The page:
BY KELLY HAND
Several AAUP chapters have issued statements dealing with the presidential election and its repercussions on higher ed.
The University of Connecticut-AAUP issued a statement supporting a statement made last week by the AAUP and the AAUP Collective Bargaining Congress. The chapter affirms its “longstanding commitment to inclusiveness, democracy, and academic freedom and to reject acts of bigotry, violence, and discrimination.” Pledging to “stand in solidarity” with any members of the university community “targeted by agents of intolerance,” the chapter also called on University of Connecticut president Susan Herbst and the administration to do the same.
On November 15, the Western Michigan University-AAUP Association Council approved a resolution in solidarity with Western Michigan University students in the aftermath of the election, and will submit the resolution to the full membership of the WMU-AAUP collective bargaining unit for a vote by electronic ballot. The resolution declares that the faculty “takes seriously its role in modeling, teaching, and facilitating critical thinking and respectful discourse.” It also acknowledges the vulnerability and fear some students feel and affirms the rights of all students “to feel accepted, included, empowered, and safe.”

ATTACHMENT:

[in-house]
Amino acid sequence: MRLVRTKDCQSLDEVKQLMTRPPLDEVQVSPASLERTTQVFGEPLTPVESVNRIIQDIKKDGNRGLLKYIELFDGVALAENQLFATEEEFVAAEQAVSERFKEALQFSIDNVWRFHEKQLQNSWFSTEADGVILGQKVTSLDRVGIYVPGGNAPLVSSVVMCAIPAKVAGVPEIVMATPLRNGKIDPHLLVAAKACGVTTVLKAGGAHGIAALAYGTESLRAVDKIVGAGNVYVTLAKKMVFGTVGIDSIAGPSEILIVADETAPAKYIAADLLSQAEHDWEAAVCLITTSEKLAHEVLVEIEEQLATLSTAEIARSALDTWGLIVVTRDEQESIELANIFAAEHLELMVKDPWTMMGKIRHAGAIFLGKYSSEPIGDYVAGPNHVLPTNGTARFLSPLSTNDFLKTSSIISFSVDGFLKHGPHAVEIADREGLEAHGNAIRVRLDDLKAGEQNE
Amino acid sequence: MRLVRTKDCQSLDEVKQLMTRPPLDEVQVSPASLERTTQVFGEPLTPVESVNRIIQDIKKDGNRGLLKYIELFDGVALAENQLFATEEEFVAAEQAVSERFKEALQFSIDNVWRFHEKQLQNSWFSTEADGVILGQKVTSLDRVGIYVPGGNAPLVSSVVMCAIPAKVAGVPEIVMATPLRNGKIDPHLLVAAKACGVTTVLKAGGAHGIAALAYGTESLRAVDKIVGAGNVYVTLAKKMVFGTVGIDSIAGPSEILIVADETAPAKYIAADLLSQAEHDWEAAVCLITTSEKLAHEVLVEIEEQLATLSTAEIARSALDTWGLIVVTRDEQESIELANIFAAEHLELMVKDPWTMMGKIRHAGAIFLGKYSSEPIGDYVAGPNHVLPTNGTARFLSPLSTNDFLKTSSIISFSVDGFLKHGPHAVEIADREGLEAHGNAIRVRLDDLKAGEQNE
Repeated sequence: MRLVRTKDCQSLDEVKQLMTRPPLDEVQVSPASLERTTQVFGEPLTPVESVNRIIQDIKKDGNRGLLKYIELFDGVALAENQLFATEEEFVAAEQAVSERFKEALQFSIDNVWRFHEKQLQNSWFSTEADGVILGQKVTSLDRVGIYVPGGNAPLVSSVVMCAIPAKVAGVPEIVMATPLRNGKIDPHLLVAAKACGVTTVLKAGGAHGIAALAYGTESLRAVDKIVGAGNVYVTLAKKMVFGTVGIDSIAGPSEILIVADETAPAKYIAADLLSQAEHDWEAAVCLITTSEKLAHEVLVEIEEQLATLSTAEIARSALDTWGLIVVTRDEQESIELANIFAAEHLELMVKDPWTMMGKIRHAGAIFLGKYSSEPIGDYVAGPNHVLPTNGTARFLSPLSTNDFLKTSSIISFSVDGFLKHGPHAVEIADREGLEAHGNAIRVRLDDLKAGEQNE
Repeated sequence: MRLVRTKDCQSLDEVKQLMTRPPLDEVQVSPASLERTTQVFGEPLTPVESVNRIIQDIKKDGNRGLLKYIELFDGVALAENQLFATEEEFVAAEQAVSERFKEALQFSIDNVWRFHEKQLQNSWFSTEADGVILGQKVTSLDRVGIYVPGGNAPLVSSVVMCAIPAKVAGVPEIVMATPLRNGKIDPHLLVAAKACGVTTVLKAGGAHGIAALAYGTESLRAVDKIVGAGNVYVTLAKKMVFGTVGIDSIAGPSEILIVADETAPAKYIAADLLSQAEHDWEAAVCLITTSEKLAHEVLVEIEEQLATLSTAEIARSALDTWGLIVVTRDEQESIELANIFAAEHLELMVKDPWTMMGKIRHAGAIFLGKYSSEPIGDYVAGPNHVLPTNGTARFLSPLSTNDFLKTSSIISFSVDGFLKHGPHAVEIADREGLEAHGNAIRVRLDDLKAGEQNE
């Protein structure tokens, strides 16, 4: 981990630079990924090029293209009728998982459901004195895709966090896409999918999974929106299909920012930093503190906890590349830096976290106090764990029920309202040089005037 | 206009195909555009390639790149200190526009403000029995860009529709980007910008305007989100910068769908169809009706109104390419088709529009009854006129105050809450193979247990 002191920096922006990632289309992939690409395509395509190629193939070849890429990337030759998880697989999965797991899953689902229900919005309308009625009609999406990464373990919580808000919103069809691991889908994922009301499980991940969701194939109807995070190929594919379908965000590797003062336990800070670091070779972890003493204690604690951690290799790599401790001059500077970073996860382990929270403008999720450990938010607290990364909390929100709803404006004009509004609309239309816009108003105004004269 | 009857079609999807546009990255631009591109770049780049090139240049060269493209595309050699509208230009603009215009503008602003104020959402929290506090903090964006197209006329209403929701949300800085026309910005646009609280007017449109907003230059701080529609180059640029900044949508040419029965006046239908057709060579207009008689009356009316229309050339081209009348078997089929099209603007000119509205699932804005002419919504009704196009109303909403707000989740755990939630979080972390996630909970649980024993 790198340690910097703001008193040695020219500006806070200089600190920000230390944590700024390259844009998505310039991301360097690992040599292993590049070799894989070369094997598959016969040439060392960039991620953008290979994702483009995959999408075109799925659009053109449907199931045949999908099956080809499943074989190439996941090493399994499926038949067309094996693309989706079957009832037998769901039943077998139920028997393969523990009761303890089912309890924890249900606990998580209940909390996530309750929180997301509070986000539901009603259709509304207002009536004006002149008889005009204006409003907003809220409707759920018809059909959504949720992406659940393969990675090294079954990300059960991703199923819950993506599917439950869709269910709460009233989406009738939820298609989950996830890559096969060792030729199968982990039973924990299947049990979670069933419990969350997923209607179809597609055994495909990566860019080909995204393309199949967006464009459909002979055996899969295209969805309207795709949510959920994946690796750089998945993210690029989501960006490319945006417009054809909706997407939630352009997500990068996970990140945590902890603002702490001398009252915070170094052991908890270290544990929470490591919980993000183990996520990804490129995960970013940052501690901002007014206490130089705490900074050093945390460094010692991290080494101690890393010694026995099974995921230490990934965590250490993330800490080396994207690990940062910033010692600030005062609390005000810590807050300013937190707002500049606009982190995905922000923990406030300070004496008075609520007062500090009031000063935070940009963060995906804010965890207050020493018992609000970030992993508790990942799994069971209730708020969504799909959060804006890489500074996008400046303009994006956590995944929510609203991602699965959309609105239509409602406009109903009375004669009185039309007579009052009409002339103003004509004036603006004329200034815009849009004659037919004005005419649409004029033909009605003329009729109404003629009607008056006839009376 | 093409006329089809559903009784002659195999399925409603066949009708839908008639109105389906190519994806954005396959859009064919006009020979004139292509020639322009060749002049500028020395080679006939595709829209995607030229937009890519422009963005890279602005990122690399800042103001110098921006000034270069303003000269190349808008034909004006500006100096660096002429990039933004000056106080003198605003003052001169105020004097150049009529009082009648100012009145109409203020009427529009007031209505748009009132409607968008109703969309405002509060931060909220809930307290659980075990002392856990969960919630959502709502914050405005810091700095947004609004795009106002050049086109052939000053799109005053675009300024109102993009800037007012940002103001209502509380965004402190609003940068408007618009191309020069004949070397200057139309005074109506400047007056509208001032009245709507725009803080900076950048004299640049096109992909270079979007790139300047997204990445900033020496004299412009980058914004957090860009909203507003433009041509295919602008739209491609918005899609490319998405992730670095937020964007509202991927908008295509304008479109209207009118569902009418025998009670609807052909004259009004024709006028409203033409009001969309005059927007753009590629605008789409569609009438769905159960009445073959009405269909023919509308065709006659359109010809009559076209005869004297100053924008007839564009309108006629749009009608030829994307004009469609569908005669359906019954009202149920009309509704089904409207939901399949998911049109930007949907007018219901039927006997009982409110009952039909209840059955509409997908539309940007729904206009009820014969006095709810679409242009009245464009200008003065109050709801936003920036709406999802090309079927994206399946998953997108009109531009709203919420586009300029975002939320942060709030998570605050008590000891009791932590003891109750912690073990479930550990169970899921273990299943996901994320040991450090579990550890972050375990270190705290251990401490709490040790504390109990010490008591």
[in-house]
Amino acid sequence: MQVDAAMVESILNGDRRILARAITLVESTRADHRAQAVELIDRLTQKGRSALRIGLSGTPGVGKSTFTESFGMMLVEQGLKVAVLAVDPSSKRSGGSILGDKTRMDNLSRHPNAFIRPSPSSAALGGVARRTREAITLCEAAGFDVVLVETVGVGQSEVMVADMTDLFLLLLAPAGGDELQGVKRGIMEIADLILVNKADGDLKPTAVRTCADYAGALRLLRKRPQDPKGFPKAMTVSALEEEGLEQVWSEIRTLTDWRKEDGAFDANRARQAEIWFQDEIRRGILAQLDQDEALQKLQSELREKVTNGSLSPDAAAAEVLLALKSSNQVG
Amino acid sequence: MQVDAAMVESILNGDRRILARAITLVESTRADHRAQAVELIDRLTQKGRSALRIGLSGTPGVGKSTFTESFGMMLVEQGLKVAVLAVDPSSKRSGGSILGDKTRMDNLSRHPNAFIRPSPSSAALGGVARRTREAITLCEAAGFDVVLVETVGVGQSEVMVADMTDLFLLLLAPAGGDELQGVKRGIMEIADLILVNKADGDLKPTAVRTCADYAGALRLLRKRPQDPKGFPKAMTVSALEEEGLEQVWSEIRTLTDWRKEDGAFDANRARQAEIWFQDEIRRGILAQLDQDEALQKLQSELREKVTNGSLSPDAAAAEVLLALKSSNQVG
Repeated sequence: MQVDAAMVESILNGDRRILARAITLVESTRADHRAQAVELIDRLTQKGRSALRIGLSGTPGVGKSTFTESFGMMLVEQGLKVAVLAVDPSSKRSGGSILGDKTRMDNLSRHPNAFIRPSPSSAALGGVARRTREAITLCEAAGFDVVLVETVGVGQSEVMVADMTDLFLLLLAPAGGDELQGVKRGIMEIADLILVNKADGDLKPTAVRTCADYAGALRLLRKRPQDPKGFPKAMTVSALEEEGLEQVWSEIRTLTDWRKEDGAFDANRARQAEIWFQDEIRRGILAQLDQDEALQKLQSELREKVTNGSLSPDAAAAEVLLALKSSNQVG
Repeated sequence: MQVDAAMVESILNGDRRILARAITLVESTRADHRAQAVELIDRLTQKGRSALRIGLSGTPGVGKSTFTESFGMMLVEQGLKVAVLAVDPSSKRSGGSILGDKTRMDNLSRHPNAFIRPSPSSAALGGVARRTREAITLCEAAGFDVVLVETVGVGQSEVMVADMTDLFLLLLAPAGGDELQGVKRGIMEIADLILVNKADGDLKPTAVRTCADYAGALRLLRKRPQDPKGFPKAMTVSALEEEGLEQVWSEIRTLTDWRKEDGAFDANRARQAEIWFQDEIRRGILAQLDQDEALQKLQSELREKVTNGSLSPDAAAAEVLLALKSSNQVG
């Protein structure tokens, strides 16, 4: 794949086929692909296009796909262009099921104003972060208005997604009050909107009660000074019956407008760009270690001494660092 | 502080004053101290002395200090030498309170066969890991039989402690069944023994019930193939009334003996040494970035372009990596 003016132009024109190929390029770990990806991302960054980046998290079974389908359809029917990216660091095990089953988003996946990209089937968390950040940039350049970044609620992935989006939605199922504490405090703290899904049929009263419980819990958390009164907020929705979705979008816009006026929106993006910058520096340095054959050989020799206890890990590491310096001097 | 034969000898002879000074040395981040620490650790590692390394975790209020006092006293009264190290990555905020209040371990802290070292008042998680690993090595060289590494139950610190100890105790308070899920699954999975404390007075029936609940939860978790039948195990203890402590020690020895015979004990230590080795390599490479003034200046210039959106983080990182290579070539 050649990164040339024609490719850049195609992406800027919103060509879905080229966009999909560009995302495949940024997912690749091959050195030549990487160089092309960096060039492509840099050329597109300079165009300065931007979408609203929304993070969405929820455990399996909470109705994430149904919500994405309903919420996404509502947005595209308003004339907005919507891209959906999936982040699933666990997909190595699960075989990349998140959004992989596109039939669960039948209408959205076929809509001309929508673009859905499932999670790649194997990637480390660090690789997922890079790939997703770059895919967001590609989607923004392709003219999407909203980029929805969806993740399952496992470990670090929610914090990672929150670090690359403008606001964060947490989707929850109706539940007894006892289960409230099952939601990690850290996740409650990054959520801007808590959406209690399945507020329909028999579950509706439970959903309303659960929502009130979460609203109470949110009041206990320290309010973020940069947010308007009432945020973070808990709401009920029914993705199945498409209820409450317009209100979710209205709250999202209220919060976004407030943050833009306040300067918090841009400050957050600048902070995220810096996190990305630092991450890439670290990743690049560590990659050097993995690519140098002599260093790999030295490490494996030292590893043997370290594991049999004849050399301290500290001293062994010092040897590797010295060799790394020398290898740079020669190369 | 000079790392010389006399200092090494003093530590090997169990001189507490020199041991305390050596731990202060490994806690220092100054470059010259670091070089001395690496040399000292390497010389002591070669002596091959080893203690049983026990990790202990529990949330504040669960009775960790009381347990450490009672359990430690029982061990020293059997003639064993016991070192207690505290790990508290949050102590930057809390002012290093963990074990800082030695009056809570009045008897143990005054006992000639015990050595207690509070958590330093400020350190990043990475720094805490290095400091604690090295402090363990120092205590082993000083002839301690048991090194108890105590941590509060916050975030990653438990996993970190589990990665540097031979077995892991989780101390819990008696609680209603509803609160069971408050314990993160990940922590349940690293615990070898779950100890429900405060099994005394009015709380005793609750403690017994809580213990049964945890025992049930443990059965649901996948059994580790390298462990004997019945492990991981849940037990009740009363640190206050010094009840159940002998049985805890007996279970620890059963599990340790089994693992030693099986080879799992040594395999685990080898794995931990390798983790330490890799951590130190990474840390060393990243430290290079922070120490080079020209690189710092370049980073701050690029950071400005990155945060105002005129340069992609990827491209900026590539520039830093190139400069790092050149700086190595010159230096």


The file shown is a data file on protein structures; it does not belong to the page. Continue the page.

As faculty come to terms with the surprising outcome of the election, AAUP chapters can play a vital role in providing a forum for dialogue and dissent. This blog post by Tim Strode on the Nassau Community College website is one example of how chapters can communicate with members about some of the challenges faculty and higher education institutions may face in coming years.
If your AAUP chapter has issued formal or informal responses to the election, please share them with us by writing to email@example.com.